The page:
Posts Tagged 'Guest post'

Etched in Our Hearts

mattmontgomeryThe following is a guest post by Matthew Montgomery, a senior Music Education major at Geneva College. Matt is a talented guitarist and vocalist with a passion for sharing the gospel through song. Last fall he led devotions for The Genevans choir and reflected on his introduction to psalm-singing through the college’s chapel program, the choir, and New Song (a smaller vocal ensemble). Matt’s story is a wonderful testimony to the long-term spiritual impact of singing the psalms.

This is my fourth year singing with The Genevans, and I’m all too aware that it’s my last year here at Geneva College. Right now, I want to talk to the underclassmen, but you veterans are welcome to listen too. Freshmen, I remember being in your shoes and being pretty confused about some things when I came to Geneva. Now, I grew up Presbyterian, but I had no idea what the Reformed Presbyterian Church was all about until I got to chapel here and realized that there were no instruments or hymns.

At first, I remember feeling like my right to express myself through worship was taken away with psalm-singing in chapel. How was I supposed to worship without the songs and instruments that I was used to? Well, I slowly got used to the whole a capella thing. And as strange as it seemed to me at first, I did appreciate that we were singing straight from God’s Word. However, part of me still missed the songs that I liked to sing.

The longer I’ve been here at Geneva and the longer I’ve sung the psalms with this group and with New Song, the more I’ve fallen in love with psalm singing. God gave us the gift of music for many reasons, but one of the most evident reasons in my own experience is that God gave us music to help etch his Word into our hearts. Think about it: we struggle to remember a simple list of terms for an exam, but we can remember every single word to our favorite song. When we sing the psalms, we are not only praising God by echoing back His holy inspired Word to the Author of creation, we are tucking those words into our hearts for when we may need them most. There have been times that I’ve been so struck down and defeated that I have no words of my own to even pray. It is in moments like this that the melody and words to Psalm 6 have echoed through my mind:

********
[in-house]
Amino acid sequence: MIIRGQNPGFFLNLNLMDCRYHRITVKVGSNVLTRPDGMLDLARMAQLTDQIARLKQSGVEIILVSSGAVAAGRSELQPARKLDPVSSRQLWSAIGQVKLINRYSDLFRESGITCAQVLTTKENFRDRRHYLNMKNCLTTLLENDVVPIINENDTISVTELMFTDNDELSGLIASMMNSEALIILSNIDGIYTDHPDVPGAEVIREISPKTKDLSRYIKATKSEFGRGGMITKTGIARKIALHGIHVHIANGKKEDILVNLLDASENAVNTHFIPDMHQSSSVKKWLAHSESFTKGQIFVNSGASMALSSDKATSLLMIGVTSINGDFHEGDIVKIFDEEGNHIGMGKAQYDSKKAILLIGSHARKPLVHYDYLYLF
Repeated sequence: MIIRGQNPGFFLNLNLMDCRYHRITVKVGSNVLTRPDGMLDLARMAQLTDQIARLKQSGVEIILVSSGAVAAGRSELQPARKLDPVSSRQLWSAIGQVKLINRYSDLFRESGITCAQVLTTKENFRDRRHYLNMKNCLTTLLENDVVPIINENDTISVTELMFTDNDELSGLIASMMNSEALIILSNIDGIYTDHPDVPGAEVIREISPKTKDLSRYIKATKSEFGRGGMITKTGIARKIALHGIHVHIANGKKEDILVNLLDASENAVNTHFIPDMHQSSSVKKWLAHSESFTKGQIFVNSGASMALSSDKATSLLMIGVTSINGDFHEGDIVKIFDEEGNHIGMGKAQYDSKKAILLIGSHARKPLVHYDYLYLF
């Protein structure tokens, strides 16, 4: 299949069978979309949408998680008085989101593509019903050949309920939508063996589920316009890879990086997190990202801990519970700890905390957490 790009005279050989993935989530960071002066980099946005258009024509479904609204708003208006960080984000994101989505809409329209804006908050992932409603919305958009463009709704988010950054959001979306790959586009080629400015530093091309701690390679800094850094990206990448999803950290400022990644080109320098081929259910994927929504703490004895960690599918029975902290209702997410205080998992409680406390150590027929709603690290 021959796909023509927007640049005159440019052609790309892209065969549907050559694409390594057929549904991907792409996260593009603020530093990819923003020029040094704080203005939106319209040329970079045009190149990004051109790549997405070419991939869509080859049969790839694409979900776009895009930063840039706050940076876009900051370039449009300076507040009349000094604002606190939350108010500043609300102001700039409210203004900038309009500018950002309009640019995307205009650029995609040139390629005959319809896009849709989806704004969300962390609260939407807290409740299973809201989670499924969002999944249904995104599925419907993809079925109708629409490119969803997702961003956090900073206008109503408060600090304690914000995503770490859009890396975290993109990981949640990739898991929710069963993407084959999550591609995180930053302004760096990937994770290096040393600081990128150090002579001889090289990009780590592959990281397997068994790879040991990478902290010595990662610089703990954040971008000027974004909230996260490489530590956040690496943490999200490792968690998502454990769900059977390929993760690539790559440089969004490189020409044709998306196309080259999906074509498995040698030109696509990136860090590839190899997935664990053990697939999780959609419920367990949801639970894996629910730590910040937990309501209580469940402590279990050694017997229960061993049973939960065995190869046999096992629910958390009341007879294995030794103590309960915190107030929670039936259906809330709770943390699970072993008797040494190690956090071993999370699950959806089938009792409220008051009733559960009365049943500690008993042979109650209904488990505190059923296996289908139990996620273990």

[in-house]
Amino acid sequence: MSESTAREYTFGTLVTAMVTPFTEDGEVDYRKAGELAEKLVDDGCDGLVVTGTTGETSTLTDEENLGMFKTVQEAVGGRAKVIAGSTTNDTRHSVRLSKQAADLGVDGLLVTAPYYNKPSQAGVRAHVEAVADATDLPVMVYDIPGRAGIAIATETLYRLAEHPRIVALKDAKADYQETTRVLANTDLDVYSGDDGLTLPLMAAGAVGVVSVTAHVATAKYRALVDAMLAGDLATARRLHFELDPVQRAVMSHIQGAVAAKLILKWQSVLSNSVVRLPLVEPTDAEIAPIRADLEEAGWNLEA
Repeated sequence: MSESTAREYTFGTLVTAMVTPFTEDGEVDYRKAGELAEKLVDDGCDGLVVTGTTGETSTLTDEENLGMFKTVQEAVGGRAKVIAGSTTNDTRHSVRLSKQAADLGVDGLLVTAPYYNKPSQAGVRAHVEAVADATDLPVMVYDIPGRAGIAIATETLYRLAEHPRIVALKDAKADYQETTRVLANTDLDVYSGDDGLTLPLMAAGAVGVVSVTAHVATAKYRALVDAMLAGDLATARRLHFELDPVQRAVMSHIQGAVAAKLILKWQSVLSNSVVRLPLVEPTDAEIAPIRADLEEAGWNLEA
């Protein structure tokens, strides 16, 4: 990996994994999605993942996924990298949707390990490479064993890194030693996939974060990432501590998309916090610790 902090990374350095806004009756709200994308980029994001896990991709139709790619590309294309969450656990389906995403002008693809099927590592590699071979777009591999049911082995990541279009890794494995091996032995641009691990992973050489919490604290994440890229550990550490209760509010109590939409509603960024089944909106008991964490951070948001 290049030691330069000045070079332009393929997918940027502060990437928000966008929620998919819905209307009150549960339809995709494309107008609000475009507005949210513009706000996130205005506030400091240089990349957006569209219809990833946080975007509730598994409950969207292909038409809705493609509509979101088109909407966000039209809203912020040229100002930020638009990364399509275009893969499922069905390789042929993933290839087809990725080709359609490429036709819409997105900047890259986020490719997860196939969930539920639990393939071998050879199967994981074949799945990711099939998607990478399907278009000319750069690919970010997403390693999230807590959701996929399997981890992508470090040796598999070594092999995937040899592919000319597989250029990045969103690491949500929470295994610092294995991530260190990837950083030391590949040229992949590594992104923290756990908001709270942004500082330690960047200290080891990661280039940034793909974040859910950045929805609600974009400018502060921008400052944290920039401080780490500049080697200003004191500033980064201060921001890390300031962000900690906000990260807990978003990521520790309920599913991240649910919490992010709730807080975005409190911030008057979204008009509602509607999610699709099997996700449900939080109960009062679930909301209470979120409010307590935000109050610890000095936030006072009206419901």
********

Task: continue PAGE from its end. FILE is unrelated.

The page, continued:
I am weary from my sighing,
And my bed dissolves in tears,
For my eye grows weak with sorrow,
My comfort disappears.

Return, O Lord,
Rescue my soul because of your lovingkindness.

Or the words of Dr. Byron Curtis’ setting of Psalm 130:

Out of the depths I cry to thee;
Lord, my master, hear my voice.
And let thine ears attentive be
Unto my voice my crying plea.

I wait for the Lord, all my hope is in his mercy.

Michael’s Psalm 103 will forever be stuck in my head. Like Dr. Smith said yesterday, we will never be able to read that psalm without hearing the music in our head. That is a beautiful thing. This list of psalms that veteran Genevans know by heart could go on and on. Newbies, I encourage you to be mindful that you are not just learning and making memories during your time here at Geneva, you are equipping yourself with God’s Word which will guide and direct you for the rest of your life.

I urge you all, no matter what denomination you’re from or what style of worship you prefer, to be mindful of the incredible blessing it is to sing God’s praise and to be etching His word into your hearts and minds. I feel like a fool for ever thinking that my right to express myself through praise songs was being taken away, because the psalms are more expressive than any song that I could ever write. Every emotion or situation we find ourselves feeling or experiencing can point to a psalm. Don’t be as closed-minded as Freshman Matt.

I hope that when we all eventually leave this place, we would all have a better understanding of what it means to sing praises to God and to live a life of worship that stems only by being rooted in his Word.

–Matthew Montgomery

See Matt’s YouTube channel for some of his varied tastes and talents in music!

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Psalm 132: A Lamp for My Anointed

christmassidebarThe following is a guest post from Rev. Peter Holtvlüwer of the Spring Creek Canadian Reformed Church in Tintern, Ontario. Rev. Holtvlüwer graciously offered to share this meditation on “Christmas in the Psalms,” which originally appeared in the December 2015 issue of Clarion magazine and is reprinted with permission. Enjoy!

A Lamp for My Anointed

(Christmas in the Psalms)

Did you know that we can sing about Christmas from the Psalms? Christmas is the celebration of Christ’s birth and we usually turn to the Gospels to read about it. But the Savior’s birth was something the saints of the Old Testament eagerly waited for. The inspired writers anticipated it, hoped for it and often wrote of it. In the Psalms they sang of it too. Their words help to fill in the picture of who the Christ child is and what he came for. Take a stroll with me through Psalm 132 and see for yourself!